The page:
Geary Bus Rapid Transit will improve Geary Boulevard with much-needed safety improvements and faster, more reliable bus service for the tens of thousands of people who use the 38 Geary and 38R Geary Rapid bus routes every day. Project improvements include red bus-only lanes, signal priority for buses, and safety improvements such as sidewalk extensions and accessible curb ramps.
More efficient and reliable transit makes bus service 20 percent quicker along the corridor. Buses arrive more frequently and improved reliability provides more consistent wait times.
More accessible bus stops with sidewalk extensions make it easier to get on and off the bus, promote safer crossings and shorter crossing distances. These improvements combined with upgraded traffic signals will enhance safety.
A smoother roadway with newly paved streets.
More reliable utilities with new water and sewer infrastructure.
Timeline and Status
Geary Bus Rapid Transit was implemented in two phases.
Project boundaries: On Geary from Market to Stanyan
The Phase 1 Geary Rapid Project was completed in 2021. This phase included painting bus-only lanes and stop changes between Market and Stanyan streets. In addition, this phase of work installed new traffic signal infrastructure and pedestrian and bus bulbs. This phase of enhancements improved transit travel time and transit reliability along Geary.
Project boundaries: On Geary from Stanyan to 34th Avenue
The Phase 2 Geary Boulevard Improvement Project will extend enhancements from Phase 1 to the western part of the corridor between Stanyan Street and 34th Avenue in the Richmond District. This phase of the project would improve bus service along Geary and improve traffic safety by installing side-running transit lanes, signal priority for buses, and retimed pedestrian signals to give people walking more time to cross the street. This phase of the project is currently in design and will be coordinated with the SF Public Utilities Commission's planned water and sewer utility upgrades.
This project is led by the SFMTA in partnership with SF Public Works and the San Francisco Public Utilities Commission.
The Transportation Authority led this project through the environmental planning phase in partnership with the SFMTA and is providing funding through Prop K, Prop AA and One Bay Area Grant regional funds.
With $51 million of Prop K half-cent sales tax funds supporting the project, the Transportation Authority continues to provide project support and oversight.
Cost and Funding
Phase 1 was completed with a cost of $36 million in bus rapid transit scope and an additional $30 million coordinated infrastructure upgrades. The project was funded with Transit Performance Initiative funds and various local funds, including the Prop K transportation sales tax and Prop AA Vehicle Registration fee.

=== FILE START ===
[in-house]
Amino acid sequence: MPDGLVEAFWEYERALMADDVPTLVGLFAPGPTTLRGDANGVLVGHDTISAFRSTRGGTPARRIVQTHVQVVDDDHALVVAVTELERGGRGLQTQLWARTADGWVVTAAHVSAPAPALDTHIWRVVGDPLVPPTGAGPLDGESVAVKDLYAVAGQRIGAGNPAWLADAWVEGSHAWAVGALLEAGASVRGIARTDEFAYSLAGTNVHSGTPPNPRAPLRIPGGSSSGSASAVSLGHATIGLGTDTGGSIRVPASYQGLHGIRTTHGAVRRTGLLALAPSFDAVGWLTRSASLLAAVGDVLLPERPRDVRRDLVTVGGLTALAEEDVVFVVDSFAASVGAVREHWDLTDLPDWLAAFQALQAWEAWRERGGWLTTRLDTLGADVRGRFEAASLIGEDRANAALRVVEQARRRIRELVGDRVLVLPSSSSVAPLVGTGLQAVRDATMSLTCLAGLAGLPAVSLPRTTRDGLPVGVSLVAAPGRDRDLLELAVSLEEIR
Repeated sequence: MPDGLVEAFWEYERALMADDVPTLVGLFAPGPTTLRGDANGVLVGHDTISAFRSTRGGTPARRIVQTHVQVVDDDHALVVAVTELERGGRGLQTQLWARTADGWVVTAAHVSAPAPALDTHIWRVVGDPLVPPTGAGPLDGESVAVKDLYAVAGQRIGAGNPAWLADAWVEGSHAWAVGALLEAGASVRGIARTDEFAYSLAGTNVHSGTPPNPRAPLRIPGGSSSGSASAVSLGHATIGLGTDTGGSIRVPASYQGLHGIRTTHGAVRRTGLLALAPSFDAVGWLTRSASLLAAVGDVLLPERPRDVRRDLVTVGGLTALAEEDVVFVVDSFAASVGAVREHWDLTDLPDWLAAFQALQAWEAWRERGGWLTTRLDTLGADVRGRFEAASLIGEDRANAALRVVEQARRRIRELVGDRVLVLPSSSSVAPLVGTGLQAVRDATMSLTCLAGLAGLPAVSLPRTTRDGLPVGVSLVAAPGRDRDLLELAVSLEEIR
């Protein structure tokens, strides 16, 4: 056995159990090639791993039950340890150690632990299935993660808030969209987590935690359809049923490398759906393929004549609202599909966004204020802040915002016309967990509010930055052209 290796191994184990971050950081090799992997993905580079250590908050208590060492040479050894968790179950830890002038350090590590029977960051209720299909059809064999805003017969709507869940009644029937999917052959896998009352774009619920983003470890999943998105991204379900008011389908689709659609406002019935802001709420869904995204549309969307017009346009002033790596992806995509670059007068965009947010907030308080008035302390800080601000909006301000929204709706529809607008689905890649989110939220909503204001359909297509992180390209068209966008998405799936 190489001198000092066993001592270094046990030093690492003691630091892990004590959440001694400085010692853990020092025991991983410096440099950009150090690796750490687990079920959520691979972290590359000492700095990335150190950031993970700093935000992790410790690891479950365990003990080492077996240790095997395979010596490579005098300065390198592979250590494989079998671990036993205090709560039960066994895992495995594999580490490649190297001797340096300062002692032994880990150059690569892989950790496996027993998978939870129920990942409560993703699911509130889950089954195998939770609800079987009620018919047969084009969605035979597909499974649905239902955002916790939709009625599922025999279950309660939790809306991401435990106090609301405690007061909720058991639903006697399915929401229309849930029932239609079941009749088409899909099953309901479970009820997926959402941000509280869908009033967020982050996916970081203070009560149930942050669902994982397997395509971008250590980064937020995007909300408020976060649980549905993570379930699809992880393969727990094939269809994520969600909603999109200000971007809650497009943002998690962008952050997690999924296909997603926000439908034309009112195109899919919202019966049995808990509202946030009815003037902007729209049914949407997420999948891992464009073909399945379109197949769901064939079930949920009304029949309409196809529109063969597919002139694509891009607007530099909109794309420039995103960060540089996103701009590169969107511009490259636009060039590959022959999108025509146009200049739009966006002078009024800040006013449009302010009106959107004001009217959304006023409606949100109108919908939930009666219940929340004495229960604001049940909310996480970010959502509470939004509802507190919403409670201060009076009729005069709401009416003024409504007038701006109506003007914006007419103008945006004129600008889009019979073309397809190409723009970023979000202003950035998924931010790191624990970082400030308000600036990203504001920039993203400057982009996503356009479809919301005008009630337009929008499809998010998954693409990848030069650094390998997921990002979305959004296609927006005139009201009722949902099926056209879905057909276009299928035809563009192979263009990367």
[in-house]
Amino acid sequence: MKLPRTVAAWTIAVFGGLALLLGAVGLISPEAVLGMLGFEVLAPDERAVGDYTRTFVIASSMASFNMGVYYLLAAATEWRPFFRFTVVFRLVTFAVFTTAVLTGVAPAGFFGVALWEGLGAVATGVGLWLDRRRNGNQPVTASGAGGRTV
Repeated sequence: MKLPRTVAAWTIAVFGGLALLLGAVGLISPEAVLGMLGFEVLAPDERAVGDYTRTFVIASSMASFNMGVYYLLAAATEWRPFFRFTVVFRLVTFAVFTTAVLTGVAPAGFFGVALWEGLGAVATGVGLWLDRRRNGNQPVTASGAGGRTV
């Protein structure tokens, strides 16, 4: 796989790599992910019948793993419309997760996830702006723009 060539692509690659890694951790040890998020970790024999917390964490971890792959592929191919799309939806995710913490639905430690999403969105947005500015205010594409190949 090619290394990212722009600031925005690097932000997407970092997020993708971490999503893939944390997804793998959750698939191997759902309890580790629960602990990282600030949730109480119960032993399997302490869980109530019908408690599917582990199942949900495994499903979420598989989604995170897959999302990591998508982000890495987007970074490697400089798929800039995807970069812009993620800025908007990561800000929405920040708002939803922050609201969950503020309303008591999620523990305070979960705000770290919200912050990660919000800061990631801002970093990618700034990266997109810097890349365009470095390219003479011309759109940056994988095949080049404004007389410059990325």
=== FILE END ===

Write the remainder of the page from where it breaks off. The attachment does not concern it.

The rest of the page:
Phase 2 is estimated to cost $48 million for the bus rapid transit scope. Funding of Phase 2 includes Prop K sales tax, Prop AA, Transit and Intercity Rail Capital Program, and local funding.
The more than tens of thousands of daily riders on the 38 Geary need more efficient and reliable transit service. Bus Rapid Transit on Geary will provide those service improvements.
There are many different elements that make up a Bus Rapid Transit system. One of the main features is dedicated bus lanes, which get buses out of congested traffic and reduce delays. New boarding platforms are another part of a Bus Rapid Transit system and make it safer and easier to get on and off the bus. Other features that keep the buses moving, like stop changes and traffic signal adjustments, will save riders even more time. By combining all these elements, we expect bus travel times to be reduced as much as 20 percent upon completion.
The Transportation Authority Board approved the Geary Bus Rapid Transit Project and certified the Final Environmental Impact Report on January 5, 2017. The Federal Transit Administration issued its Final Environmental Impact Statement and Record of Decision in the Federal Register on June 1, 2018, representing the project's final environmental approval. The project later received SF Planning CEQA approval for a side-running version of the Geary Boulevard Improvement Project on July 21, 2023.
While the Geary Bus Rapid Transit has been decades in the making—we're also looking to the future of transportation on the corridor. The project's design allows for the addition of future rail service. The City is currently evaluating longer-term plans for the San Francisco's rail network, including the Geary corridor. That means rail could be installed if funding becomes available. This flexibility makes Geary Bus Rapid Transit a good investment both for the near-term and the future.